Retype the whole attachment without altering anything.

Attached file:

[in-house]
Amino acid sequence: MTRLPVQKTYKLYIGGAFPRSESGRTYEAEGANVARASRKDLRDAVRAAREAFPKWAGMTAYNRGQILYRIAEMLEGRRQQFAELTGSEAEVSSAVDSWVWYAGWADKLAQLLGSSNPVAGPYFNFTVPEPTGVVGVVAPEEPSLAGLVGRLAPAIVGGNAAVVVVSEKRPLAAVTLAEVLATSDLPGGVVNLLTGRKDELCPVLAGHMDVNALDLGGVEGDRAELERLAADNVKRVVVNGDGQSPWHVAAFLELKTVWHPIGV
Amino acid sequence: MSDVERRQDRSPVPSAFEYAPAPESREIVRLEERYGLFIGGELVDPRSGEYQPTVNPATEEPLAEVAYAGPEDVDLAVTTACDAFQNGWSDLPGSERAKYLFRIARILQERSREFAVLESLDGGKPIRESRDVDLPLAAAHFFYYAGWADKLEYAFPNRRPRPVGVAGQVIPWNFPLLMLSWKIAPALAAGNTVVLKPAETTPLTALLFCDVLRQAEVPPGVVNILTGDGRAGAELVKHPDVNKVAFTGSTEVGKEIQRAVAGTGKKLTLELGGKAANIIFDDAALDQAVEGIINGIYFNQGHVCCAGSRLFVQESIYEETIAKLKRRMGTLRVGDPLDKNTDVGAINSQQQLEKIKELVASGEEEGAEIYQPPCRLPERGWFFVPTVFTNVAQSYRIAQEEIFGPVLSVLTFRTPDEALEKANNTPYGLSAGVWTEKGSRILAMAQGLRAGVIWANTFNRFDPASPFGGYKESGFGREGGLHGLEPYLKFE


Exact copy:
[in-house]
Amino acid sequence: MTRLPVQKTYKLYIGGAFPRSESGRTYEAEGANVARASRKDLRDAVRAAREAFPKWAGMTAYNRGQILYRIAEMLEGRRQQFAELTGSEAEVSSAVDSWVWYAGWADKLAQLLGSSNPVAGPYFNFTVPEPTGVVGVVAPEEPSLAGLVGRLAPAIVGGNAAVVVVSEKRPLAAVTLAEVLATSDLPGGVVNLLTGRKDELCPVLAGHMDVNALDLGGVEGDRAELERLAADNVKRVVVNGDGQSPWHVAAFLELKTVWHPIGV
Amino acid sequence: MSDVERRQDRSPVPSAFEYAPAPESREIVRLEERYGLFIGGELVDPRSGEYQPTVNPATEEPLAEVAYAGPEDVDLAVTTACDAFQNGWSDLPGSERAKYLFRIARILQERSREFAVLESLDGGKPIRESRDVDLPLAAAHFFYYAGWADKLEYAFPNRRPRPVGVAGQVIPWNFPLLMLSWKIAPALAAGNTVVLKPAETTPLTALLFCDVLRQAEVPPGVVNILTGDGRAGAELVKHPDVNKVAFTGSTEVGKEIQRAVAGTGKKLTLELGGKAANIIFDDAALDQAVEGIINGIYFNQGHVCCAGSRLFVQESIYEETIAKLKRRMGTLRVGDPLDKNTDVGAINSQQQLEKIKELVASGEEEGAEIYQPPCRLPERGWFFVPTVFTNVAQSYRIAQEEIFGPVLSVLTFRTPDEALEKANNTPYGLSAGVWTEKGSRILAMAQGLRAGVIWANTFNRFDPASPFGGYKESGFGREGGLHGLEPYLKFE